When in June 1948 three British rubber plantation managers were murdered a state of emergency was declared and a twelve year anti-terrorist campaign by the British began. The terrorists were quickly isolated from the rest of the population by the British ’Hearts and Minds’ policy, which allowed villagers to be rehoused in ’New Villages’ with modern facilities and conveniences. The Terrorists, lacking popular support, were pushed into the Jungle and the police and army strove to fight them on their own ground. The fighting was infrequent but fast and furious, and the Army’ tactics changed accordingly, it quickly being realised that the Gurkha made an ideal jungle soldier. Against this background the 17th Gurkha Infantry Division was formed, and the Gurkha Signals rapidly assumed responsibility for all communications to the various Brigades within that division.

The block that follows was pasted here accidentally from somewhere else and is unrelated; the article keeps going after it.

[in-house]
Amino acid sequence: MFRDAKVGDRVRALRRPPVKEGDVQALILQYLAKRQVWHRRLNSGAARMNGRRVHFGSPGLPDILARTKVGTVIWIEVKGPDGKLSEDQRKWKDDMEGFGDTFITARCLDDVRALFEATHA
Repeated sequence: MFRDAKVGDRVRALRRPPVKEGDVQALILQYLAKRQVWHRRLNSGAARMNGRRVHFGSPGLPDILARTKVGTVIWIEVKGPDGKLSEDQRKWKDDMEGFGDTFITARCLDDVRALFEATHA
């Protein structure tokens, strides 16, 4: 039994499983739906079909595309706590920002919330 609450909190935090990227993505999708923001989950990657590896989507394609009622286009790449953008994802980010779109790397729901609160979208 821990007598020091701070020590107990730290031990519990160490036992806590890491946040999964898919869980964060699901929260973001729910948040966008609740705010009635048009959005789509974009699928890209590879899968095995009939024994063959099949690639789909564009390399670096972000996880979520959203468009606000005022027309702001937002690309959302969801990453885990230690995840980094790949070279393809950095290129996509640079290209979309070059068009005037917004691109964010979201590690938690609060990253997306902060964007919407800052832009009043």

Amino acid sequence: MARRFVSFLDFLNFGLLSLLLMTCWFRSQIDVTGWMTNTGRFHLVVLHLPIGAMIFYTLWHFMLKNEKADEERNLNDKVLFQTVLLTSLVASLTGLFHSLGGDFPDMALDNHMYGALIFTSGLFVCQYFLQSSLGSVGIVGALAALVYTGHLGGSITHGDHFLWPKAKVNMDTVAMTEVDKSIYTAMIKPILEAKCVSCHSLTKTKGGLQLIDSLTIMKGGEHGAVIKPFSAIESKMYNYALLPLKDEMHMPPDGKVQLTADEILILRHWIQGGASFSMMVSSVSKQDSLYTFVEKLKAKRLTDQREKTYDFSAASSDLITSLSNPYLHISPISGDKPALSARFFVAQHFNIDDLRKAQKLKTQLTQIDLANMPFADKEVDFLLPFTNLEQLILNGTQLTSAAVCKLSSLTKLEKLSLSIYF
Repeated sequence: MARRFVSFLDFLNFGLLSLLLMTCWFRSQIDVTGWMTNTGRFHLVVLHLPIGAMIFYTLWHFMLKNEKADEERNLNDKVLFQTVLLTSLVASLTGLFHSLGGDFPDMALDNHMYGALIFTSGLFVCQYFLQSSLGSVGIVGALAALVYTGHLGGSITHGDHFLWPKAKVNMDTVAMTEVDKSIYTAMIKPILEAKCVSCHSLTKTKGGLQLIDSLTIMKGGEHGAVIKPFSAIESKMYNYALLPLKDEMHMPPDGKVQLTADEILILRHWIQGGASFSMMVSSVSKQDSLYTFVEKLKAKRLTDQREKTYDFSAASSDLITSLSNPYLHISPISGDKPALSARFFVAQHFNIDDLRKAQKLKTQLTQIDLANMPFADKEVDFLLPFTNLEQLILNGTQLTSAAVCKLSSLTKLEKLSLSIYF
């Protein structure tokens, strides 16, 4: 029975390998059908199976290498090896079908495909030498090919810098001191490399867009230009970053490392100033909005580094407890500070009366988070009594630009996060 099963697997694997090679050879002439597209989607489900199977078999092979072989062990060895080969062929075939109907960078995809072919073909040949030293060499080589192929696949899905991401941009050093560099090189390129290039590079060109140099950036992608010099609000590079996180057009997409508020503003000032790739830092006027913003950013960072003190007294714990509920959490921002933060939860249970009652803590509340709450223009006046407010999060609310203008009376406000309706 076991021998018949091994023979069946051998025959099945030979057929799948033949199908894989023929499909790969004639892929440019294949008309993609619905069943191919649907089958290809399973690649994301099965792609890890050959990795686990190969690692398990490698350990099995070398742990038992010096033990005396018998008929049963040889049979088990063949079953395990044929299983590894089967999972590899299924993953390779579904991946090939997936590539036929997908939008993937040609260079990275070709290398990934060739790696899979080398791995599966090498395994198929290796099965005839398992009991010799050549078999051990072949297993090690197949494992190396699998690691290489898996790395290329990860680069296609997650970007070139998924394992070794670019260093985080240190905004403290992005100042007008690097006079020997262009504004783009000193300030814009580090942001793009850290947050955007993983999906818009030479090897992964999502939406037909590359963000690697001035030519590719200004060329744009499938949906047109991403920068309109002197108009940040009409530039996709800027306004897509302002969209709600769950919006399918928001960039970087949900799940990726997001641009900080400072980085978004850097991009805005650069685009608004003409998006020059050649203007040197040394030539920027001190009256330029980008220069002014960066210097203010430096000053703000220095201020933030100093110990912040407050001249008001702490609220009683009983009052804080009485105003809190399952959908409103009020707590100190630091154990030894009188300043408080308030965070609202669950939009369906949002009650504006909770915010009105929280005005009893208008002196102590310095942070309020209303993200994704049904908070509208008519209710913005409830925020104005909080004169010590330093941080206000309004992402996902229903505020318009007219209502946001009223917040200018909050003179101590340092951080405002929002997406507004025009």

Following closely in the footsteps of 48 Gurkha Infantry Brigade Signal Squadron came K (King) Troop raised in November 1951 as the brigade signal squadron for 63 Brigade in Seremban. The next year in November L (Love) Troop was formed to support 99 Brigade in Johore Bahru and in December the squadron at 48 Brigade was renamed J (Jig) Troop so that the three troops could comprise 3 Squadron 17 Gurkha Division Signal Regiment. An independent squadron was raised in December of 1952 in Kluang to provide communications for 26 Gurkha Brigade and 1 Squadron the divisional headquarters squadron formed in Kuala Lumpur in April 1953 provided the last component for the formation of the regiment. The Regiment was officially constituted on the 16th October 1953 as 17 Gurkha Division Signal Regiment commanded by Major L H M Gregory.